Andre sat on the grass at the edge of the field. The last game was almost over and they were tied for the championship. His mother, Shawna, came over and quietly put her arm around him. “It’s ok, baby.” she whispered, “you are playing great!”
Andre got up, threw his baseball glove on the ground and stomped away. Tears rolled down his dark, refined cheeks as he put his hands to his head ad let out a loud, angry roar. His mom knew when to back off, Andre was like that. When he got too upset, the best thing to do was just to leave him alone.
She walked back to the bleachers, waiting for the long game to end.
Sitting in the grass again, Andre tossed a baseball from hand to hand. “Why?” he said to God, himself, maybe no one. “Why John? He was everyone’s friend, a great sport, a talented player.” Taking a deep breath, Andre slammed the ball down, and shouted, “Dammit, he was 15 years old!” Andre didn’t cuss. He took himself very seriously, he had plans, class, he had been raised right.
John had been his best friend. They had played ball together since they were 5 years old. Three weeks ago, the team was in the next to last inning and John had made a terrific double and stole third. When the next boy struck out, John had walked into the dugout and told Andre that he didn’t feel good.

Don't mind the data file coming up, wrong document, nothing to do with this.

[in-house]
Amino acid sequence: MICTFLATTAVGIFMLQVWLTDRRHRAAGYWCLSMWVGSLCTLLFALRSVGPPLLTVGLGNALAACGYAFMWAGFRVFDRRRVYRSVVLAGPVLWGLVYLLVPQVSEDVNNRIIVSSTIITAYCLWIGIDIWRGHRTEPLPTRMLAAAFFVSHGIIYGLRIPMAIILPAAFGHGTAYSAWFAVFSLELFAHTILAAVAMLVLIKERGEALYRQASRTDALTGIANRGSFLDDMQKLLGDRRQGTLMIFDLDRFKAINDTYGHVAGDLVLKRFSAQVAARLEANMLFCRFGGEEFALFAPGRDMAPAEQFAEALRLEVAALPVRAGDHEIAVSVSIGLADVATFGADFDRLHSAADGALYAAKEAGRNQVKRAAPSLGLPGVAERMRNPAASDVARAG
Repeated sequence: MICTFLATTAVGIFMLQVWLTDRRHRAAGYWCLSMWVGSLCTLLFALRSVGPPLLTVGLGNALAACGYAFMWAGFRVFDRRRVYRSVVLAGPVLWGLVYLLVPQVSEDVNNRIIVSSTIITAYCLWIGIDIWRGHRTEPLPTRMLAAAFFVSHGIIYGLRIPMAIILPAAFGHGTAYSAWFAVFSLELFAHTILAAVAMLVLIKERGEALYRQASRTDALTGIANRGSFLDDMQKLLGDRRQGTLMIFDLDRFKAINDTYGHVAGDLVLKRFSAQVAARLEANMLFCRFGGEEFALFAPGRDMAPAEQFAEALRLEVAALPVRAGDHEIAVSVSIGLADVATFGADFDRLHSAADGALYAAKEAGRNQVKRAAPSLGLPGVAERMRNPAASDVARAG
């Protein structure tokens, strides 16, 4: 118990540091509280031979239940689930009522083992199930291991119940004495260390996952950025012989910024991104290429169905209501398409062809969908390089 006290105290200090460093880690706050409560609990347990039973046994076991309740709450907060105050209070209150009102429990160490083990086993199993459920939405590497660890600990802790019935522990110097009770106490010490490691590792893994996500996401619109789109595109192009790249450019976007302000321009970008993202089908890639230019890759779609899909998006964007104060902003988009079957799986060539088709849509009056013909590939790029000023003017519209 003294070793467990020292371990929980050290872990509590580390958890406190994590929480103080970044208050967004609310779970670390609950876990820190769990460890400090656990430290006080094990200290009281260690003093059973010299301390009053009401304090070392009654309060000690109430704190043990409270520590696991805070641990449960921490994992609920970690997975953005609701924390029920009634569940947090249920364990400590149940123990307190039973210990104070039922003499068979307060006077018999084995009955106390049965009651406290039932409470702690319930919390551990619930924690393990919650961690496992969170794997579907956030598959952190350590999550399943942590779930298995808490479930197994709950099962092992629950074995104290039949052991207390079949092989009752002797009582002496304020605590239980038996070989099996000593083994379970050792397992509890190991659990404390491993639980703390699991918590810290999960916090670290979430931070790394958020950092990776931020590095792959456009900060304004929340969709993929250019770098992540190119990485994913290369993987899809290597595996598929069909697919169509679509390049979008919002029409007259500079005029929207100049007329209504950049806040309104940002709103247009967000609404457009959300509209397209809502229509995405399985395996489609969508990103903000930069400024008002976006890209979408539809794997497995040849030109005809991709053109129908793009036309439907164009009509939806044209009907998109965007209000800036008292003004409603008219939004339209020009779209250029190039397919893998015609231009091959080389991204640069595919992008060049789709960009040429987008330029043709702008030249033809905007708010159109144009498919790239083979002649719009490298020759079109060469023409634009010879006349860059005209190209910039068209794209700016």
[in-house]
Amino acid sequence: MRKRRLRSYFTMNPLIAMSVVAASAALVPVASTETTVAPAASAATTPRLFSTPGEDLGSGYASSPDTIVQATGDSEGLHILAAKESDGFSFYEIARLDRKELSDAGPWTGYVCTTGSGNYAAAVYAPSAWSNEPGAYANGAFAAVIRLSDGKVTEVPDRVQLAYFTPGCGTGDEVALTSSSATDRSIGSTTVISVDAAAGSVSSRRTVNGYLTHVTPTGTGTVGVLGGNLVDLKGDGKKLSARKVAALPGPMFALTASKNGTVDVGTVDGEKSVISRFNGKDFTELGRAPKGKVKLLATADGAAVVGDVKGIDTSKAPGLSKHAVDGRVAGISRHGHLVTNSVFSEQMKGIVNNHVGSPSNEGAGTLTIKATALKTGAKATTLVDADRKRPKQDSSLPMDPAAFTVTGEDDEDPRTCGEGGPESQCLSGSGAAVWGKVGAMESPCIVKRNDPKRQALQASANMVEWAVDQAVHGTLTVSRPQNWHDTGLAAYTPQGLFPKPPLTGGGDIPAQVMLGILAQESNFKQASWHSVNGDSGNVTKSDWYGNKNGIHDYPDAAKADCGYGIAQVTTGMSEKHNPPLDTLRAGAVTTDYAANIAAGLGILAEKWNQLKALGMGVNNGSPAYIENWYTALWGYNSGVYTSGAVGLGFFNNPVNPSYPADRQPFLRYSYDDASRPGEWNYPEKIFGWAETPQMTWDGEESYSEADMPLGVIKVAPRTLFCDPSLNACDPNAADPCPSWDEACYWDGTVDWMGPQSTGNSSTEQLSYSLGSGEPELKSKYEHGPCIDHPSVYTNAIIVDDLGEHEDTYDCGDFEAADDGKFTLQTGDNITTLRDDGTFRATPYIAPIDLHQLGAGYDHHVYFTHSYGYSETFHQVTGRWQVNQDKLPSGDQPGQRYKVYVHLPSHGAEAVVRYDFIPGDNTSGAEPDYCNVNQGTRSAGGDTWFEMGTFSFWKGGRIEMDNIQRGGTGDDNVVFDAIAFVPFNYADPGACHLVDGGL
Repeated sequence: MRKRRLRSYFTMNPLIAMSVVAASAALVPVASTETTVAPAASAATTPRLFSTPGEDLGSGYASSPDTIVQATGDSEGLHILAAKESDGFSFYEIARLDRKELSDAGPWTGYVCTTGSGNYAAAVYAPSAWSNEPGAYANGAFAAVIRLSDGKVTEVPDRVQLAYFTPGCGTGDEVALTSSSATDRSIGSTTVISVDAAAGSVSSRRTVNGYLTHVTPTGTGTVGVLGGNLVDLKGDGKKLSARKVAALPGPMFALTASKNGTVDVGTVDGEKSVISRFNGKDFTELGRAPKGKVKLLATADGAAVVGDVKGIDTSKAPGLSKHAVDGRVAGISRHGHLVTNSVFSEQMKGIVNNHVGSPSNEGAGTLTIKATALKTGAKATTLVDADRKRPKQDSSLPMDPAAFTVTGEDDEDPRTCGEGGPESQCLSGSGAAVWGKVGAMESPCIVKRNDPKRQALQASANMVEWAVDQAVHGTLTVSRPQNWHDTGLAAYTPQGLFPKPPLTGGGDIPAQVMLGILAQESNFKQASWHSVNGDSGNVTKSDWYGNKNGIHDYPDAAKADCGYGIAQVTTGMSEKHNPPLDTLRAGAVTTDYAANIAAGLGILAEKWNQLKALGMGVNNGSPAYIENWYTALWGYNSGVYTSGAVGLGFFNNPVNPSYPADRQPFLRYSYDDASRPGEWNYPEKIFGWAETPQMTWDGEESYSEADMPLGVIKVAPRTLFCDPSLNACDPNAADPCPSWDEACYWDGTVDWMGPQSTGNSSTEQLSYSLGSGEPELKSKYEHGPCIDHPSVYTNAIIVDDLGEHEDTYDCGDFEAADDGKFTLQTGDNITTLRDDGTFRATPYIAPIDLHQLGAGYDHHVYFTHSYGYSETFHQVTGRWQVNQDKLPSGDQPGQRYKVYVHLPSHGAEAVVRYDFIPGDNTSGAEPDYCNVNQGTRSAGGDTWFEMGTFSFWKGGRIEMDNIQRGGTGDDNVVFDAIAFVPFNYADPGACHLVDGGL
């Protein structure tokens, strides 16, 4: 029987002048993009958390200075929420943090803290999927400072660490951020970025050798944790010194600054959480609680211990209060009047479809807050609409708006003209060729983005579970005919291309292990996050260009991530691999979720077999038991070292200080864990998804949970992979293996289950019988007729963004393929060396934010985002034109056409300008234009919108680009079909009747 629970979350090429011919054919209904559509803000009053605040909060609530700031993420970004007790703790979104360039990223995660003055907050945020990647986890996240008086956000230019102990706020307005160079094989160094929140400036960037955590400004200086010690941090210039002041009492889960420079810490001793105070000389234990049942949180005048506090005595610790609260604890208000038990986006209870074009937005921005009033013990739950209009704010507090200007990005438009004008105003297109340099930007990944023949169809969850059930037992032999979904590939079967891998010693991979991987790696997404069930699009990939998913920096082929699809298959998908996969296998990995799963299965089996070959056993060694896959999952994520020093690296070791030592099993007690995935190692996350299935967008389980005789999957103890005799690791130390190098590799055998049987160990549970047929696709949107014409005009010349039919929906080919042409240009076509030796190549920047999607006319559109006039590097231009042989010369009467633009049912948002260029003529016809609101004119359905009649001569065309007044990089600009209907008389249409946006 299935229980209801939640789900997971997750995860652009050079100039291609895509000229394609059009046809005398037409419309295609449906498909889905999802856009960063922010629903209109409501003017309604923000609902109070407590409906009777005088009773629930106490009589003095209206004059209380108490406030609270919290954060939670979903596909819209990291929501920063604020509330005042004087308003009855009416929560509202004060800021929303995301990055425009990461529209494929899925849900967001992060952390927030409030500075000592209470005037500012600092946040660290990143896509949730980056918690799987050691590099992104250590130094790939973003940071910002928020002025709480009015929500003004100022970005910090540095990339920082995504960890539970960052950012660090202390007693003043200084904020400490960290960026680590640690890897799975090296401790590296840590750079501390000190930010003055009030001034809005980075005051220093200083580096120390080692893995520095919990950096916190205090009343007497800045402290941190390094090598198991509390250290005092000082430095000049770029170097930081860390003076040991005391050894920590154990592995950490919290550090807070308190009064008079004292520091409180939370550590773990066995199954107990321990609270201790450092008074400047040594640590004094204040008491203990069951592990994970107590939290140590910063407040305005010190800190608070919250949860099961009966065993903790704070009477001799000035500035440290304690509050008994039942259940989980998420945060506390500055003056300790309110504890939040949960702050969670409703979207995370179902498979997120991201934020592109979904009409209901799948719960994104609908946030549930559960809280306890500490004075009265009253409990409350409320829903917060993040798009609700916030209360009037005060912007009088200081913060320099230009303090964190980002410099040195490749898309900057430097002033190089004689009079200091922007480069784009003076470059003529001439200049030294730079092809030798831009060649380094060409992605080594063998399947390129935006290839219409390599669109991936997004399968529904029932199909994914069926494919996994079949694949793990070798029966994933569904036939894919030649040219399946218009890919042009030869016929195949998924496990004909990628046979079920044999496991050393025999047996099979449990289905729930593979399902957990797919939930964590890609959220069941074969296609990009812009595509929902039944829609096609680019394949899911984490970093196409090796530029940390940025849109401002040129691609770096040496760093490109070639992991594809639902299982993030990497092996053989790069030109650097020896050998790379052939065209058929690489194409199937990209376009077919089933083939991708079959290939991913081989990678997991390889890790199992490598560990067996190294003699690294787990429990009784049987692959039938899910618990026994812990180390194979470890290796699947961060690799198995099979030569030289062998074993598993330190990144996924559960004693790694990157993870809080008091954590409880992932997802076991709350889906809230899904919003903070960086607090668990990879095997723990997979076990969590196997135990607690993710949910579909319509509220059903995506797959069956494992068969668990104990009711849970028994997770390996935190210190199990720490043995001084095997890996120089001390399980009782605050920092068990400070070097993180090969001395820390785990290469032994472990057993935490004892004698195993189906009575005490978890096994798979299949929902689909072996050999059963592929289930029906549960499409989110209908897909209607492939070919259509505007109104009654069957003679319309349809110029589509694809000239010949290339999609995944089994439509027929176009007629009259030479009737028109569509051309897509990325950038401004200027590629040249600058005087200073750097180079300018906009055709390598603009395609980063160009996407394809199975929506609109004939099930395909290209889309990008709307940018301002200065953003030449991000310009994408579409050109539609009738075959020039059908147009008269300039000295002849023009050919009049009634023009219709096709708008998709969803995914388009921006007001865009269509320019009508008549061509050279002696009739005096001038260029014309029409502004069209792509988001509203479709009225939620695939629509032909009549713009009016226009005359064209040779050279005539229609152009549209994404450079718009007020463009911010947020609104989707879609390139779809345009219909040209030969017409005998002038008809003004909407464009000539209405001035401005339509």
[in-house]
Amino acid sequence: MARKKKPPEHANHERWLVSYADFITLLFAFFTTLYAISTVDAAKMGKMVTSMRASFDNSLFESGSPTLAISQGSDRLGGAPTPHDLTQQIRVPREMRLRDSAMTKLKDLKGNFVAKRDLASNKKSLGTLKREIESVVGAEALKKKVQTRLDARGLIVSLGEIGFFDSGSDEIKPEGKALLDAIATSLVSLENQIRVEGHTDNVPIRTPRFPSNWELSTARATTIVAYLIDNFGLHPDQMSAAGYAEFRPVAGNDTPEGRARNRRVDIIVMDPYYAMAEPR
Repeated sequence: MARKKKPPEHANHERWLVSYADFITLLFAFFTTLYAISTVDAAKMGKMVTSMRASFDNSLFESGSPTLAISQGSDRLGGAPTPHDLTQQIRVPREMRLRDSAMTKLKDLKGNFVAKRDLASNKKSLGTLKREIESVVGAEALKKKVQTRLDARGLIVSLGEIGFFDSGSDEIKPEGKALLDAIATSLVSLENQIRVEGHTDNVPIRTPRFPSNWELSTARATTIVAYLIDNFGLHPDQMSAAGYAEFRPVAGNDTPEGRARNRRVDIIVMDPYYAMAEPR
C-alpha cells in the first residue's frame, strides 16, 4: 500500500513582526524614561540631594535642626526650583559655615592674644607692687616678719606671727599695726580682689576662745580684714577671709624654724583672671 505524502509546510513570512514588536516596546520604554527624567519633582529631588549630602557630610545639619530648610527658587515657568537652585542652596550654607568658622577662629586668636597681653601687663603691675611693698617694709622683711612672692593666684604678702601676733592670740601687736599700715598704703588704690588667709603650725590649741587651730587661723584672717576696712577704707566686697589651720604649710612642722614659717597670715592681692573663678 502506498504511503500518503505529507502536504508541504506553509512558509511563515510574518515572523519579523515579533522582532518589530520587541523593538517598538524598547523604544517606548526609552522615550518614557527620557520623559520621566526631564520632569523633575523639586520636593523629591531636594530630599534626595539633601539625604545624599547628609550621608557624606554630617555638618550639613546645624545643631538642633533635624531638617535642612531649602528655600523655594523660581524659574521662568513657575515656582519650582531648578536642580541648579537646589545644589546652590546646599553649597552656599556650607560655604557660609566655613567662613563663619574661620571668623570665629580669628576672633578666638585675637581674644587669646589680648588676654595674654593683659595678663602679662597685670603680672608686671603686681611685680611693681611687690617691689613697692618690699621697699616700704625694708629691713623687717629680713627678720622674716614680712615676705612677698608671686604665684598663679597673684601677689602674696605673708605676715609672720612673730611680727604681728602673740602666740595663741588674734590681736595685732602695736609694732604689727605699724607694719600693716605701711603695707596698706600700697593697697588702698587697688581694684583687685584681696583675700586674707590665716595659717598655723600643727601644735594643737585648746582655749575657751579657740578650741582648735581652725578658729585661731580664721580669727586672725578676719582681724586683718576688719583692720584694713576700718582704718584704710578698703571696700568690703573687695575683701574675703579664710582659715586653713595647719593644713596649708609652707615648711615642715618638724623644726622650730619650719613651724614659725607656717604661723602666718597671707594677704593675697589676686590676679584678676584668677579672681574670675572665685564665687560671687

“Just sit this last inning out, John.” Andre had suggested. Nothing happens in right field anyway and we are way ahead.
“I didn’t come to sit.” John smiled and headed out to practice throwing the ball with Andre before the inning started.
Suddenly, a mom on the bleachers touched Shawna’s shoulder and said, “Is something wrong with John?”
Shawna looked out on the field to see John running towards home, his mom running to him. Suddenly, a cloud of dust rose up as John collapsed and fell.
His mother was screaming . “Call 911! Call 911!”
The ambulance took forever. It must have gone to the wrong field, the Fire Department was right above the field. No one seemed to know what to do.
Now it was the championship, without his best friend.
Andre tried to block out John’s big family sitting at the hospital, rocking back and forth, praying, crying, waiting at the hospital, then the a doctor calling them into a private room.
When John’s family came out, holding hands, they were crying, holding hands. “Hes gone.” John’s mom whispered. “Gone.” She was in shock.
Andre looked at the scoreboard as he walked to to home base. He was the last hitter in the tournament. The championship was in his hands. He swallowed the tears that had choked him, took a deep breath and nodded that he was ready.
“This one’s for you, John.” he whispered as the ball sailed over the fence.